WILMORE, Ky. — A gathering of people at a small, central-Kentucky university has taken the nation and social media by storm.

What You Need To Know

  • It started with a few students who continued to pray and sing following a regular chapel service

  • The “Revival” has attracted thousands from across the nation to take part

  • Gen Zers started the “revival” and social media helped fuel its popularity 

  • It's unknown how long the continued days of worship will last

Thousands of people from near and far have flocked to Asbury University in Wilmore to take part in what many have called a revival.

What started as a routine chapel session for Asbury University students has turned into a days long worship session of students, faculty and out-of-towners.

“It was a normal chapel service. There’s no other way to describe it,” said Asbury senior Alexandra Presta.

Presta attended her regularly scheduled chapel service last Wednesday. She said instead of leaving at their dismissal time, a group of students kept singing. 

Now, this Thursday, Presta did not expect to see thousands of strangers braving the rain to pray and sing inside Hughes Auditorium.

Despite the rain, many lined up hours before Hughes Auditorium opened to the public (Spectrum News 1/Austin Schick)

“It’s been really powerful for us to not let these human divisions keep us apart and for us to continue coming together,” Presta said.

The continuous hours of prayer and reconciliation have attracted people of all ages from as near as Lexington and as far as Brazil, according to Asbury staff.

Bryce Balico is a college student in Philadelphia and drove 660 miles or nearly 10 and a half hours overnight to attend Thursday’s worship session.

“I saw it on social media the same day my friend David texted me,” Balico said.

Balico reunited with his high school friend, David who now attends Asbury University.

“We went to high school together in Pennsylvania, but my dad got a job here at the university,” David said.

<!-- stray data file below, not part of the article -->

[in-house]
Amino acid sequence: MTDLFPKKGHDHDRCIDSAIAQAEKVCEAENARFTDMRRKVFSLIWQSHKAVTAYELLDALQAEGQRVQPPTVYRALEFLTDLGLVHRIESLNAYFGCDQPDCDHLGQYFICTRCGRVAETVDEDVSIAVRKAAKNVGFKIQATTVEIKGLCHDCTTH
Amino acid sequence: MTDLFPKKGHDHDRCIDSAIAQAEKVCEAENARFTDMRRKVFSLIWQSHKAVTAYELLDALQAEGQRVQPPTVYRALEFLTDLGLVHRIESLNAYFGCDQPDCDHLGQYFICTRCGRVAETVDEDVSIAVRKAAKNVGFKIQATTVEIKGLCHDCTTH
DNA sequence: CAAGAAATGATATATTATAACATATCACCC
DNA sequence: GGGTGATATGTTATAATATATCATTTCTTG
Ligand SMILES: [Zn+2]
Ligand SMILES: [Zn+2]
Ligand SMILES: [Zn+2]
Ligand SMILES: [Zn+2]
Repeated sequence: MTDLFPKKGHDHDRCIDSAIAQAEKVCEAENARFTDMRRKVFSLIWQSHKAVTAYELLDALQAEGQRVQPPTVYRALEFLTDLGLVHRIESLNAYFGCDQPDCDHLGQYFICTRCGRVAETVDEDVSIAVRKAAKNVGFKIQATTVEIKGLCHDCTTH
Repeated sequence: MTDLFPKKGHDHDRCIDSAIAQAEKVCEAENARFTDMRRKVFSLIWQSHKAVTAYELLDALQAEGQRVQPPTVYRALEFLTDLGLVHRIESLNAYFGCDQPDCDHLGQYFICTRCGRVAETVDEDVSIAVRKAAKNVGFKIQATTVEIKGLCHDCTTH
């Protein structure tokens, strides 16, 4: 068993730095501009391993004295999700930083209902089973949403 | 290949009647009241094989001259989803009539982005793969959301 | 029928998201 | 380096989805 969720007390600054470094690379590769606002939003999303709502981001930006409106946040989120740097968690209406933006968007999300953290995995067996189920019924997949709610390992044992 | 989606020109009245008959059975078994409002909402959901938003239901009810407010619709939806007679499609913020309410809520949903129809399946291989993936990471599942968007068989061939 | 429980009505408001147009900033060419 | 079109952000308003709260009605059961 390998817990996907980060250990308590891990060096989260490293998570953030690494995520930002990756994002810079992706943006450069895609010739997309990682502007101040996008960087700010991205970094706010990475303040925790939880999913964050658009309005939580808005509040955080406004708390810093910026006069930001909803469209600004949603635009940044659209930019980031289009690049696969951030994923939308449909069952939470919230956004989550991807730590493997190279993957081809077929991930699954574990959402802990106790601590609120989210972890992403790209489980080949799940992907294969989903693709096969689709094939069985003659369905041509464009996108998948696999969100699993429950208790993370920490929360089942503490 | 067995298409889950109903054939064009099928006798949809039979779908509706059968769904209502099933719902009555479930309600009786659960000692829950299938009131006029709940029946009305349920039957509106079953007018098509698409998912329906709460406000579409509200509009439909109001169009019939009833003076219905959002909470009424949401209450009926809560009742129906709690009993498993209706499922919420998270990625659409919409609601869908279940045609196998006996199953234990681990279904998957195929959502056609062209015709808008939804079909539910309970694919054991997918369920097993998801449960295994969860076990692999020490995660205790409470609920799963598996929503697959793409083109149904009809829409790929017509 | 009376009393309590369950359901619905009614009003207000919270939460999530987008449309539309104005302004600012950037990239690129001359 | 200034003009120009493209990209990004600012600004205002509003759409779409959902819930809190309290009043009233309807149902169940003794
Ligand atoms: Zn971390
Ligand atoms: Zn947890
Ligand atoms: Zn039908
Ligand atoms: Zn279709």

The event was started by Gen Zers and has grown through the popular social media app for Gen Zers, TikTok and Instagram. Balico said he expected it to be a powerful gathering.

“We’ve been praying for revival in our city. That’s the goal of our campus ministry. When we see something like this happening here, the goal is to learn, to experience, receive from God hopefully and to see if there is anything we can take back to keep the fire going with us,” Balico said.

While Wilmore is not exactly a destination city, this isn’t the first time believers have flocked to Asbury to gather.

“In 1970 I graduated and the revival 53 years ago took place in the chapel here,” said retired preacher and Asbury alum, Bill Hart. “A guy I didn’t really know grabbed my arm and said you need to go to the chapel this morning. Something is going to happen, so there was that expectancy that was in the air.”

People wait on the steps of Hughes Auditorium to enter inside for a days long 'revival' (Spectrum News 1/Austin Schick)

Hart drove nearly six and a half hours from Memphis and said his first experience was so powerful that he even gets emotional talking about it.

“When you’ve experienced it once, you want a taste again, and it’s something you can’t describe to anyone and we’re just grateful that God is doing it again and we know how needed this Nation is,” Hart said.

Asbury University staff said they have not been marketing or publicizing the event, but have a small webpage about it on their website.

While social media has fueled the event’s popularity, Presta said it’s deeper than that.

“It’s not about us, it’s not about Asbury, it’s about God and how he wants to move and he just chose this specific place with these people,” Presta said.

At the start, Hughes Auditorium was open 24/7, but it now closes at 1 a.m. and reopens the next day.

It is unknown how long people still plan on coming to Asbury University.

Wilmore is about a half hour south of Lexington.